Jim Cramer on Oracle-TikTok partnership: 'I think there's a deal as soon as today'


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Oracle on Monday confirmed it has struck a deal with ByteDance, the Chinese owner of popular video-sharing app TikTok, weeks after the Trump administration ordered a TikTok divestiture in the United States. CNBC’s Jim Cramer and David Faber discuss whether the deal will be approved by the Trump administration and what could come next. Subscribe to CNBC PRO for access to investor and analyst insights: https://cnb.cx/2Vtntx6

Approval of Oracle’s deal to become a “trusted technology provider” for ByteDance’s TikTok will be announced on Tuesday afternoon, CNBC’s Jim Cramer reported. A source familiar with the matter later confirmed to CNBC’s Eamon Javers that a decision could come Tuesday.

Oracle confirmed Monday it had struck a deal with the popular video-sharing app’s Chinese parent company. Oracle had been a dark horse in the competition over TikTok, with Microsoft emerging as the first known bidder with Walmart later joining its offer. But ByteDance rejected Microsoft’s bid to buy TikTok’s U.S. assets, Microsoft confirmed Sunday.

Oracle’s plans to become a “trusted technology provider” for TikTok falls short of President Donald Trump’s demand for a full acquisition of the company’s U.S. business. That could make the deal trickier to gain support from U.S. officials who still must approve it, though could assuage some concerns from Chinese officials about a forced sale. Oracle’s leadership has maintained a close relationship with the Trump administration, however, with CEO Safra Catz previously taking part in Trump’s transition team and Chairman Larry Ellison hosting a fundraiser for Trump’s reelection campaign earlier this year.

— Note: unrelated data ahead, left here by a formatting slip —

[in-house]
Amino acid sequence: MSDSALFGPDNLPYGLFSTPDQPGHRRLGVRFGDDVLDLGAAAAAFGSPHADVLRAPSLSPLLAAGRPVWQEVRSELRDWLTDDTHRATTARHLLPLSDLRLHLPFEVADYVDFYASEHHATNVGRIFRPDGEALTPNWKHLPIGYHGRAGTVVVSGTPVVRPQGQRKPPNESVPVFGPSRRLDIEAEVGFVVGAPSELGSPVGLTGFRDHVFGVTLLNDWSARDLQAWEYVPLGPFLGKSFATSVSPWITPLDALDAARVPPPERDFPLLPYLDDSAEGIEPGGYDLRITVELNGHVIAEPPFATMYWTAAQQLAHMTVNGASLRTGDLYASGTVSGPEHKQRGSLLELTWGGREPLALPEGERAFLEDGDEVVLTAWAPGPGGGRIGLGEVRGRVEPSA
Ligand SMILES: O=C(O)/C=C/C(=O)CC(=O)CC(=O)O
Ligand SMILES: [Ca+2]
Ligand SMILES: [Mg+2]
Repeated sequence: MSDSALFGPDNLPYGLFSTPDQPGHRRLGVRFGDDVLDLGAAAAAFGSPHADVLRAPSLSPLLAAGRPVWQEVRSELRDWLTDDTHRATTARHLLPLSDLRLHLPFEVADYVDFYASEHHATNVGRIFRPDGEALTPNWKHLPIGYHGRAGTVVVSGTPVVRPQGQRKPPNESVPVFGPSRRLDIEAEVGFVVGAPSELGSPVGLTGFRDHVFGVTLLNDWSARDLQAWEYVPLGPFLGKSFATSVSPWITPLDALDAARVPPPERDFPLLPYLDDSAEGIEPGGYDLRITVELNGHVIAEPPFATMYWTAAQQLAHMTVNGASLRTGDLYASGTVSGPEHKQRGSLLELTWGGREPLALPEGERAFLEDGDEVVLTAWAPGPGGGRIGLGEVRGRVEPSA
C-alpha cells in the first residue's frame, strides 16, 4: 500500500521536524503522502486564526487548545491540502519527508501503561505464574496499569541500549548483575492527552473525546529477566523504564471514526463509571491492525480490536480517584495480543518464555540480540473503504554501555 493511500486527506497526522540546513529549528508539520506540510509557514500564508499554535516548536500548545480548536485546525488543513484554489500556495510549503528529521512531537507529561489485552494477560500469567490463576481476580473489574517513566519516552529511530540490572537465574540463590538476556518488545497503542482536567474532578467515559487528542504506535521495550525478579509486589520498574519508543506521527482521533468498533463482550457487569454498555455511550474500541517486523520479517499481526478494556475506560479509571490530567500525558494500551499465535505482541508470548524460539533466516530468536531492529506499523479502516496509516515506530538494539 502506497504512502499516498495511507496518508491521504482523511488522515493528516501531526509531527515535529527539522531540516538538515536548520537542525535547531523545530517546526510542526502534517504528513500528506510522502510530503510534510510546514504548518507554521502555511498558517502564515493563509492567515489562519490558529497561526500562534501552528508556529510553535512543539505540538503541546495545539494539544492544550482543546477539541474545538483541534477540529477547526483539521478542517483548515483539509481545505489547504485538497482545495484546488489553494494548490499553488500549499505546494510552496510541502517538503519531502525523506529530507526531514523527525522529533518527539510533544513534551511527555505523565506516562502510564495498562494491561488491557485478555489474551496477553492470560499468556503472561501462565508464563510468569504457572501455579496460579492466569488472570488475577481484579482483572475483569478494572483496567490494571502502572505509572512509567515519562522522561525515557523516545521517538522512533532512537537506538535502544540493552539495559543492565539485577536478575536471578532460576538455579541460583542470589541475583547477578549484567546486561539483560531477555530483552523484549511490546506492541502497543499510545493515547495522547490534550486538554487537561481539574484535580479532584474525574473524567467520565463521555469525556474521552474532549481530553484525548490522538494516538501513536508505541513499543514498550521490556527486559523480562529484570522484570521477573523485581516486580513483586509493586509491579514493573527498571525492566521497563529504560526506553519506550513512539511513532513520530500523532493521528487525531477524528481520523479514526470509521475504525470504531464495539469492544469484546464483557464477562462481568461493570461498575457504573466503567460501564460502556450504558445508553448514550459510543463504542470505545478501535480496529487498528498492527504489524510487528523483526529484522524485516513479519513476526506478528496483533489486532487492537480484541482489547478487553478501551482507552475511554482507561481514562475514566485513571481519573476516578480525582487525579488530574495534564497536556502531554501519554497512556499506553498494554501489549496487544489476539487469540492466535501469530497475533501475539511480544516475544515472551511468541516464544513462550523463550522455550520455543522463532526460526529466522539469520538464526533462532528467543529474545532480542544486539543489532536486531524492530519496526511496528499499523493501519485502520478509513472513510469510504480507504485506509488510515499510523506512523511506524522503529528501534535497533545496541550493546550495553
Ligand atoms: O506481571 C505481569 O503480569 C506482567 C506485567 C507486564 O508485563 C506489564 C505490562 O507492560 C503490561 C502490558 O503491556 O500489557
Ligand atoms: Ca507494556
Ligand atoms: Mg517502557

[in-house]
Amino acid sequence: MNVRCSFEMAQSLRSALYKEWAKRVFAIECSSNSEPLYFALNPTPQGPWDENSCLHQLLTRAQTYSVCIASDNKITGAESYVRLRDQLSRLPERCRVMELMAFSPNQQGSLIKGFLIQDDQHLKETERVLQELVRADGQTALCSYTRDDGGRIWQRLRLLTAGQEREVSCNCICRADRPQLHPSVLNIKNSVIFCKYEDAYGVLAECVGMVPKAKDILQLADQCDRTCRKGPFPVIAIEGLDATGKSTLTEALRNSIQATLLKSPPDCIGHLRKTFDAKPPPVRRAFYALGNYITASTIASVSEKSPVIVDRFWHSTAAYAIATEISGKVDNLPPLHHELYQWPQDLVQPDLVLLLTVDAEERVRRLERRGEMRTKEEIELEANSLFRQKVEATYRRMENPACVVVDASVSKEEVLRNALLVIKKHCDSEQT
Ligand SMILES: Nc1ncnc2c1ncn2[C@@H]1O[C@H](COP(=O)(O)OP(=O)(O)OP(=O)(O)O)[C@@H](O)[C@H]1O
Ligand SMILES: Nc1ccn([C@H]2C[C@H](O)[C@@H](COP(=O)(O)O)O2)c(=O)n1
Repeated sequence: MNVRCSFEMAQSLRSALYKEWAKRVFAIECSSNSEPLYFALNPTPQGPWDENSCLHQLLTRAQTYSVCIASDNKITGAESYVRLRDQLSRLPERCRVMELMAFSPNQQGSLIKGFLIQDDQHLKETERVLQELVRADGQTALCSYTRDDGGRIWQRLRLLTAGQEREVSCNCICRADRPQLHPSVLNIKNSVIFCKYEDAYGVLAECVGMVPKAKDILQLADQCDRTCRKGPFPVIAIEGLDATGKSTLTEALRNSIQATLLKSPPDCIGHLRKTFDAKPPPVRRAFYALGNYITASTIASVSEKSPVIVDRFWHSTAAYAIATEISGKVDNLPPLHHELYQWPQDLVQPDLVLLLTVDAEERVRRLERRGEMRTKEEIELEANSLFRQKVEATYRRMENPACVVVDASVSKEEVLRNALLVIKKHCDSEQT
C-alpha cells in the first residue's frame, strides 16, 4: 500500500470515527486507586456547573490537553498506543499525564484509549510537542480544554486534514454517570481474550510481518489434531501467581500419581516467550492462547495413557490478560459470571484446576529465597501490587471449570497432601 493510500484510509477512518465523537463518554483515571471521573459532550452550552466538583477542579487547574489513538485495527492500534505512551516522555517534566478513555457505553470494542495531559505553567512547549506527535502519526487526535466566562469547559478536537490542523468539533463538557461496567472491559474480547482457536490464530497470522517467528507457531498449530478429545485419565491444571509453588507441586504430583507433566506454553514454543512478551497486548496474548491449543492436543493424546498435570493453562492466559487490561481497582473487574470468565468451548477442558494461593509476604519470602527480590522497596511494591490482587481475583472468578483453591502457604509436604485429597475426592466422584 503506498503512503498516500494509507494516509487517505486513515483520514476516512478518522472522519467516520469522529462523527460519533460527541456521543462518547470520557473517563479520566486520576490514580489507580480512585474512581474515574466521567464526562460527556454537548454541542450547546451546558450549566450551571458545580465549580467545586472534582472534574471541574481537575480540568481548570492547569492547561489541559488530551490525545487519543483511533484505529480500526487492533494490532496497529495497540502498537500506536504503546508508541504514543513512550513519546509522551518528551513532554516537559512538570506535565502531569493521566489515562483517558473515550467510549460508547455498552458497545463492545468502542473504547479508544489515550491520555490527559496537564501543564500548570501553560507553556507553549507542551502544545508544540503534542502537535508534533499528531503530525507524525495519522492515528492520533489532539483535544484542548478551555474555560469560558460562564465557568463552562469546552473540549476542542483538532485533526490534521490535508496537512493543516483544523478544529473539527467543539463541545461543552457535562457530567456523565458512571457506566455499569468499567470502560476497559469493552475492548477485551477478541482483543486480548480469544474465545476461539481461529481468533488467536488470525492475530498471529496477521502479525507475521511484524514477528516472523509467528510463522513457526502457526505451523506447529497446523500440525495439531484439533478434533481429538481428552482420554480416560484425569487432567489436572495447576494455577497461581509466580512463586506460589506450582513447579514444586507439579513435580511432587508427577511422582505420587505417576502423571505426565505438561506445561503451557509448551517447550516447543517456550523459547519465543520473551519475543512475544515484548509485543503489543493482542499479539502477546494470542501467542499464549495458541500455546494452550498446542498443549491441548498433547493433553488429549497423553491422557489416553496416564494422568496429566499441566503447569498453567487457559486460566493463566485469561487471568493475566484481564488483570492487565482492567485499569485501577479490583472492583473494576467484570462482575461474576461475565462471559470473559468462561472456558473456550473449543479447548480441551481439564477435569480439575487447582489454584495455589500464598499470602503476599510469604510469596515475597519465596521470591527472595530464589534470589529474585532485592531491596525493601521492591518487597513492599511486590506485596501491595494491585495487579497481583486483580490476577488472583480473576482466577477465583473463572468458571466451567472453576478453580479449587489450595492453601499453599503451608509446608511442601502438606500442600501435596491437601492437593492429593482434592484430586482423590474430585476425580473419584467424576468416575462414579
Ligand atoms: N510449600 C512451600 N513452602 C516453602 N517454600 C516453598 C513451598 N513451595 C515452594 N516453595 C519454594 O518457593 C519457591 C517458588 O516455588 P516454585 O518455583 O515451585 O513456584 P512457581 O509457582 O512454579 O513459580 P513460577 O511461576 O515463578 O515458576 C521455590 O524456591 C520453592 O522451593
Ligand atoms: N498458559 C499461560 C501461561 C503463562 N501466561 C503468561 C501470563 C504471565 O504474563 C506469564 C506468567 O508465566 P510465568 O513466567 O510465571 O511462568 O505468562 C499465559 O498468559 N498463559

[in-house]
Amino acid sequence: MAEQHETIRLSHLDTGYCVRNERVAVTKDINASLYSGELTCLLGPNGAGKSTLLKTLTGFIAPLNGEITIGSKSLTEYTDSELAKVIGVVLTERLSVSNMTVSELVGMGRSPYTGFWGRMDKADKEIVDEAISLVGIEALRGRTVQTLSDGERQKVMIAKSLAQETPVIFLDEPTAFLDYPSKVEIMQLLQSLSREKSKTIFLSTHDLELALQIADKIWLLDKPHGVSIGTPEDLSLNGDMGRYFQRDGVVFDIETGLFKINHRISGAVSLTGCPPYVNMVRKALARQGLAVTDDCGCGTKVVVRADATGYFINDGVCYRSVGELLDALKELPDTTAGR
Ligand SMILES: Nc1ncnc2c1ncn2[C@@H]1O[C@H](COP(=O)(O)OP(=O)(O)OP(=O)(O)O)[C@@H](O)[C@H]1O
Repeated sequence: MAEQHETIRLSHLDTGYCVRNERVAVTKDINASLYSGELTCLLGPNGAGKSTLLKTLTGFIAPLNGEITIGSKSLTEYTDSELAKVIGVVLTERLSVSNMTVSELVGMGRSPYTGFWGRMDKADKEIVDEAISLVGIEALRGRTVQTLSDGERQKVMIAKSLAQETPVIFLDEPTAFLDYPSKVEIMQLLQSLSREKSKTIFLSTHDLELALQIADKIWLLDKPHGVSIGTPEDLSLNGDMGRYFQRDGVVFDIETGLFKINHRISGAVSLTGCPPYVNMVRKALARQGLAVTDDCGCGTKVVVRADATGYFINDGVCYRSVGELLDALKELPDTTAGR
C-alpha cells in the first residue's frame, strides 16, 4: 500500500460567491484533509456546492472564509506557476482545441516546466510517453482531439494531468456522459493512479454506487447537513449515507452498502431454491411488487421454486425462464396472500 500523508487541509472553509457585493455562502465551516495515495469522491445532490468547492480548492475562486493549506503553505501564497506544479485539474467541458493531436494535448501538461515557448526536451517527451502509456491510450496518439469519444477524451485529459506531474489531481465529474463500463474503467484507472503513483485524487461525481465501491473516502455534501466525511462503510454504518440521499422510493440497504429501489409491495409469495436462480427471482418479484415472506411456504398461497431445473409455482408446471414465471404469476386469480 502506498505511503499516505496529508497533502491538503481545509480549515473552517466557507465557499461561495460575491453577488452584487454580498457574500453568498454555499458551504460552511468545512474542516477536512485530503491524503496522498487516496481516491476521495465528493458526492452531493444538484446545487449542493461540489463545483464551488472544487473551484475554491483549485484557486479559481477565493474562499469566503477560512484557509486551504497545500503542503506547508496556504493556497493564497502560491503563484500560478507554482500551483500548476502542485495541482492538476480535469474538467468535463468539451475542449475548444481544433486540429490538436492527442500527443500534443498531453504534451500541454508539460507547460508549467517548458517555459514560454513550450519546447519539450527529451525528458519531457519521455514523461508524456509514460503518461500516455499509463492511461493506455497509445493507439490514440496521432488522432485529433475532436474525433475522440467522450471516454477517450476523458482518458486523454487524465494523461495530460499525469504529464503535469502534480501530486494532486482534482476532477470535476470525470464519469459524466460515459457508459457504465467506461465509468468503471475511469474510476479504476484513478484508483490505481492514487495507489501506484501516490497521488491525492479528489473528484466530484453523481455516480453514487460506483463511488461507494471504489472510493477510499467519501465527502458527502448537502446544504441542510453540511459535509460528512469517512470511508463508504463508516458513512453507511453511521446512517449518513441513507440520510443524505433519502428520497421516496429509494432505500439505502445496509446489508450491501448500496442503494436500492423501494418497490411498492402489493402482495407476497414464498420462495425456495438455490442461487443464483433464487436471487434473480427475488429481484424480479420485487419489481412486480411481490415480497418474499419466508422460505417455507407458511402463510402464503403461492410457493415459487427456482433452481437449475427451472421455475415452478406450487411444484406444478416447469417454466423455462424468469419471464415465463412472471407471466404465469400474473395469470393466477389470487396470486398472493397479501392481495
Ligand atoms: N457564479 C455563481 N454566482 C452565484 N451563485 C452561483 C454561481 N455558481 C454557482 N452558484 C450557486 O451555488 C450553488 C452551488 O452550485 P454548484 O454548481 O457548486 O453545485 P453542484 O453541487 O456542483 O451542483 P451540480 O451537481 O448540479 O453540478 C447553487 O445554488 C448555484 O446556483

The president threatened to ban TikTok from the U.S. if it did not reach a deal to sell its U.S. business in a way that resolved national security concerns with the app. Government leaders across the political spectrum have expressed concern that Chinese officials could access data from U.S. users through the app’s Chinese parent company, though TikTok has repeatedly denied this accusation and no evidence that such data has been accessed has been made public.

An executive order that would effectively ban the TikTok app is set to go into effect on Sept. 20, though approval of the deal could absolve concerns before then.

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